Whom Do You Trust?

When I began this blog, I wrote mostly about technology. It didn’t take long to learn that I had little to say, and what I did say, wasn’t interesting. Then Engadget and Gizmodo burst onto the scene and killed the category.

Yet, as much as I enjoy keeping up on the latest gadgets, large sites like these have little influence in what I purchase. I’m far more likely to make a purchase after Dave Winer blogs favorably about a netbook, or when Aaron Massey tells me how his children use his iPad.

Whenever Ben Talbert or Keli Dean share a song, I’ll immediately add it to my playlist. If Mike Henneke mentions a new blog he’s following, I’ll add it to Google Reader. If Louis Gray posts a link to an article on Twitter, I’ll add it to Instapaper.

Each of these individuals have earned my trust, and I value their opinions.

Google can clutter the web with ads and companies can seed product reviews at Amazon. And that ad disguised as a travelogue of Disney World is just another mommy or daddy blogger who didn’t want to get left out of the action. I can’t tell whose pockets are being lined with free products anymore.

That’s why I turn to my friends when I’m researching a product. With that in mind, I want to share two products I love. (I purchased both products and I don’t use affiliate links.)

The first product is geeky and takes some work to install, but the payoff is nothing short of a stunning speed increase of my Windows 7 box: Corsair Force 115 GB SSD.

I replaced an aging SATA drive tonight with the Corsair. It took the good part of my evening to drop an image of my Windows partition onto the SSD, but I’d do it again in a heartbeat. My system is so quiet and boots in under 30 seconds. And, oh the speed!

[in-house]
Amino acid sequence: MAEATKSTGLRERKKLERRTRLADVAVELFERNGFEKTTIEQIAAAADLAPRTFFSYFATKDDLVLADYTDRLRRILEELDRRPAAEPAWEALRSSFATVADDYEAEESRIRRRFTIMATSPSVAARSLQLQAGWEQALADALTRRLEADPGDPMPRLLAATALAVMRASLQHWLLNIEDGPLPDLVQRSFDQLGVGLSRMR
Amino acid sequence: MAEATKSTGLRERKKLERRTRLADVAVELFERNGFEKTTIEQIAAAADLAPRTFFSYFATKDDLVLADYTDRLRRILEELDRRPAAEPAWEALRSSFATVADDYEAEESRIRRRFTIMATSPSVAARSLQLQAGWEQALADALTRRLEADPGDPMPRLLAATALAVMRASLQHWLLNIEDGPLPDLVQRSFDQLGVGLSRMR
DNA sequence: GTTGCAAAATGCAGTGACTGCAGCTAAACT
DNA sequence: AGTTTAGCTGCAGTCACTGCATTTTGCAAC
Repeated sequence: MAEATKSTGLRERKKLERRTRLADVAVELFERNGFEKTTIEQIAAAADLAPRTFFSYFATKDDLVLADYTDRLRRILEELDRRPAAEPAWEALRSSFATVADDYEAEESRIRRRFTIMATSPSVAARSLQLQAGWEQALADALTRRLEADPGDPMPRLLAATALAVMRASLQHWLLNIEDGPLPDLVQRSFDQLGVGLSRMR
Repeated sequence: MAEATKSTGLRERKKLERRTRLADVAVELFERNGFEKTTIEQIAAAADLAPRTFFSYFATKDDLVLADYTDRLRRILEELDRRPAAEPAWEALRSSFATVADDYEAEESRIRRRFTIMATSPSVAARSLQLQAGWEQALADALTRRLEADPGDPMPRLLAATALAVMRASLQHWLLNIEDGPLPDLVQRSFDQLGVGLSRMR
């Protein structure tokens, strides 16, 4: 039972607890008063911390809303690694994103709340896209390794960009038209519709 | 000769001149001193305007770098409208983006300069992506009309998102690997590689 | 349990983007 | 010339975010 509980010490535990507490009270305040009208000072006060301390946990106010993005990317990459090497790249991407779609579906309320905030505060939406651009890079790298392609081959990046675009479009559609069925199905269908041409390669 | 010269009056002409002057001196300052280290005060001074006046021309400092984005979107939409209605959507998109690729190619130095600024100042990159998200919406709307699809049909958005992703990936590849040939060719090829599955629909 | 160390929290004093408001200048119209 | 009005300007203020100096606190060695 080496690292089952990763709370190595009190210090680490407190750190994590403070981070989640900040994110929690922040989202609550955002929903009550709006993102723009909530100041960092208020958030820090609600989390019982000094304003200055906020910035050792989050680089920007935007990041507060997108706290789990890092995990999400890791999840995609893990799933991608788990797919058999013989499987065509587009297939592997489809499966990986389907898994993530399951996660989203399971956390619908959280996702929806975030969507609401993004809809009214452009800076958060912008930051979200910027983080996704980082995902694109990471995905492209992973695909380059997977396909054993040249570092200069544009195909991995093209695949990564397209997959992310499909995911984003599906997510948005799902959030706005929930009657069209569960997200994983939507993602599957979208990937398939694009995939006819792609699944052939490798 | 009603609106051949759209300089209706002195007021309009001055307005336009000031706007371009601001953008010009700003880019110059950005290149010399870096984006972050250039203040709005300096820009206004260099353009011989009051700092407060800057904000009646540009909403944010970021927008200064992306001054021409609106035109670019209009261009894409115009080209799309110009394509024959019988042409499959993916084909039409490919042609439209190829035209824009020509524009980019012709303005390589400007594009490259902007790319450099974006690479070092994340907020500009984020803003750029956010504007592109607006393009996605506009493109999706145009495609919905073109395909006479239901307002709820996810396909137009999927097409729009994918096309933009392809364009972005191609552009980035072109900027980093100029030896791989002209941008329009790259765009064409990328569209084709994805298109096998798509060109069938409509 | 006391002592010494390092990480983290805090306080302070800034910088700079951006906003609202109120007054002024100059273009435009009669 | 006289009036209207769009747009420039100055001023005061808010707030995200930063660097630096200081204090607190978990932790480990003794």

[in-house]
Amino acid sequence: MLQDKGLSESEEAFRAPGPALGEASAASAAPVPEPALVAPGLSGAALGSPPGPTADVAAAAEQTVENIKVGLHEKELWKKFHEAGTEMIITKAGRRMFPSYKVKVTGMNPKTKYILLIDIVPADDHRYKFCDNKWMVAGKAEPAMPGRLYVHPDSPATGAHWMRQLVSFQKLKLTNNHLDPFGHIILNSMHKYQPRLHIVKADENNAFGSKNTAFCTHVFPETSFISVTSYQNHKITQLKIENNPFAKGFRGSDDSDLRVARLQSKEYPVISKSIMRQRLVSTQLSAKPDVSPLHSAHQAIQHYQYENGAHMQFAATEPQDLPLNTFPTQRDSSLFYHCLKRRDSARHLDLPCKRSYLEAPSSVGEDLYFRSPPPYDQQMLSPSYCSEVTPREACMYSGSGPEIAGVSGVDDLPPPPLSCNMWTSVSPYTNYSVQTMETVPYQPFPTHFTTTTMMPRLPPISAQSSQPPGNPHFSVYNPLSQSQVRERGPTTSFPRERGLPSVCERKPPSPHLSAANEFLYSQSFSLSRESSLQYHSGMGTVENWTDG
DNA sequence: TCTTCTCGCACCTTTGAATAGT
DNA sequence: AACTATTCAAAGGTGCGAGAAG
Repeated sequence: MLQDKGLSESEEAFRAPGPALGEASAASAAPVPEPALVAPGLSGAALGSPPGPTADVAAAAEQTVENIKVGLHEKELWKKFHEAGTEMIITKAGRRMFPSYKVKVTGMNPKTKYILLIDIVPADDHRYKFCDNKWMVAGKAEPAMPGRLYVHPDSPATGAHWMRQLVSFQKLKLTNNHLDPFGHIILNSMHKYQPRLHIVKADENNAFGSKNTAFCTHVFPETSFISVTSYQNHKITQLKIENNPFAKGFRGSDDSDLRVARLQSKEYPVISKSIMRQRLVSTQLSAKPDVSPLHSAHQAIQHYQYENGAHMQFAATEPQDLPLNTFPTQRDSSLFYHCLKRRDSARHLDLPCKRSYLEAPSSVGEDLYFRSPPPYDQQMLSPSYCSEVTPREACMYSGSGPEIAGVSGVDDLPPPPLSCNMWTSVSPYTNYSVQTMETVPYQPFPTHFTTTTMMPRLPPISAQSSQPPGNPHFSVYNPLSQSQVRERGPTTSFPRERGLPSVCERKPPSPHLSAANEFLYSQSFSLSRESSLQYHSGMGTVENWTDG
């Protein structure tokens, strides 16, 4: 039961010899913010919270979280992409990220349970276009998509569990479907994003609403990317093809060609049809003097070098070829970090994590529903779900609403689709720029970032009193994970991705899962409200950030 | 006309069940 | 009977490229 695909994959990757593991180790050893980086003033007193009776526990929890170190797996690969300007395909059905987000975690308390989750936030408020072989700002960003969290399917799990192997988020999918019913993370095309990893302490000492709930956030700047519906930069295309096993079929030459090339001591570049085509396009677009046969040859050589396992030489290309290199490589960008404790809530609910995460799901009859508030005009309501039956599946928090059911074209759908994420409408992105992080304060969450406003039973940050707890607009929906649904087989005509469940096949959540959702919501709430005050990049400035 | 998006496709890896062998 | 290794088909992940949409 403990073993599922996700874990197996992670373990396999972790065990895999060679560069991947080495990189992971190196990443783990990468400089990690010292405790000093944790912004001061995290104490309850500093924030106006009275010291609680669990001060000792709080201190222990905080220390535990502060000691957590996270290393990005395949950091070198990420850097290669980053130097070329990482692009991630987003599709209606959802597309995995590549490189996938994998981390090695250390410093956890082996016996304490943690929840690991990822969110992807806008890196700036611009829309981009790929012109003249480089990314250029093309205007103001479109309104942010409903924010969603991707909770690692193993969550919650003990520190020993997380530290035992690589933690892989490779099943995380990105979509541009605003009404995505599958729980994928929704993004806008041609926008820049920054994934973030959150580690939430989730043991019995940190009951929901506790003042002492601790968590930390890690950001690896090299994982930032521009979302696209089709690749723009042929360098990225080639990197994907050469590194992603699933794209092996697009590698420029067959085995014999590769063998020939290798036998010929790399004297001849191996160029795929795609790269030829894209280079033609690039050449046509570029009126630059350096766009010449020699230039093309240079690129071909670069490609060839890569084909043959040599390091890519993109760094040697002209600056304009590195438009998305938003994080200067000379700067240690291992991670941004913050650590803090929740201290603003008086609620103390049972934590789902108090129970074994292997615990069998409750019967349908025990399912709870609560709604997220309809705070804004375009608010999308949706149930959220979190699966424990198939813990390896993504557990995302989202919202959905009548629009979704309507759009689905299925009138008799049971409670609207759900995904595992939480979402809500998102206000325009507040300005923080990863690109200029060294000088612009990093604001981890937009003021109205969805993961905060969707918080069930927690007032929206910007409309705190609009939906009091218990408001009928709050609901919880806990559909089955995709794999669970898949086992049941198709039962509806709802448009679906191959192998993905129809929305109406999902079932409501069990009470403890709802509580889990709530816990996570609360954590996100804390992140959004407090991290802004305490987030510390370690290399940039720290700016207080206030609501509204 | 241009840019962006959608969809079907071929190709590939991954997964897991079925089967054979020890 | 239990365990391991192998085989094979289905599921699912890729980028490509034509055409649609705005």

For about $160, it feels like one of those Maximum PC geeks got hold of my PC and overclocked the crap out of every component. The speed in intoxicating. Why did I take so long to make the move? SSDs have come down I price, but are still expensive per gigabyte. They also work best when paired with newer motherboards. But no way am I ever going back to SATA.

The other product I recommend is for iPhone and iPad owners: Reeder.

I use Reeder more than any other app on my iPhone and iPad. What is it? Well, Reeder is an RSS reader that syncs with Google Reader. This is the most elegant app I’ve used. So simple on the surface, but incredibly powerful without shoving feature after feature in your face. Reeder reveals itself slowly, but you’ll come to appreciate the dozens of small touches that make it a joy to use.

This is the app that, more than any other, keeps me on iOS. Flipboard gets all the press and it’s well-deserved. But it’s Reeder I’m use more than any other app.

The iPhone version is $2.99 while the iPad version is $4.99. If you read even a handful of blogs, you’ll love it.

Have you found any great products lately?

Comments

  1. I just switched to Reeder a week ago, and while the Google Reader interface on iPad wasn’t terrible, scrolling was a pain and some click targets were too small.

    With Reeder I’d rather work through RSS on my iPad (with Instapaper/Pinboard saving/sharing) than on the Desktop, although I’d still use the native Google Reader for feed management and mass ignores and the like.

    • Brett Nordquist says:

      Nicolas, I agree with you about Google Reader. I still need it to admin my feeds, but once I used Reeder, I didn’t want to use anything else to read them. Reeder on the iPad is just a great experience.

  2. I trust you. Does that count?
    I’m the same way. Rarely does a big tech site when me over. Leave it to the bloggers to give me the best recommendation, or even via Twitter as much.

    Thoughtful post.
    Cheers,
    Todd
    @tojosan

    • Brett Nordquist says:

      Todd, that’s a good point you make about those on Twitter. I trust them far more than the big tech sites. Always appreciate your comments, Todd.

  3. I was just thinking yesterday how I needed to search your blog or message you about netbooks. You are the first person I think of when we’re considering a new tech purchase. But I guess I’ll go see what Dave Winer has to say about them. :-)

    • Brett Nordquist says:

      Keli, I use my iPad 2 a lot more than I did my Acer netbook. But if you need to do a lot of writing, you might find a netbook more your style.

  4. I missed this post somehow.

    Oh no, I’m selling iPads now? My son who loves the thing will be disappointed in me nonetheless. :)

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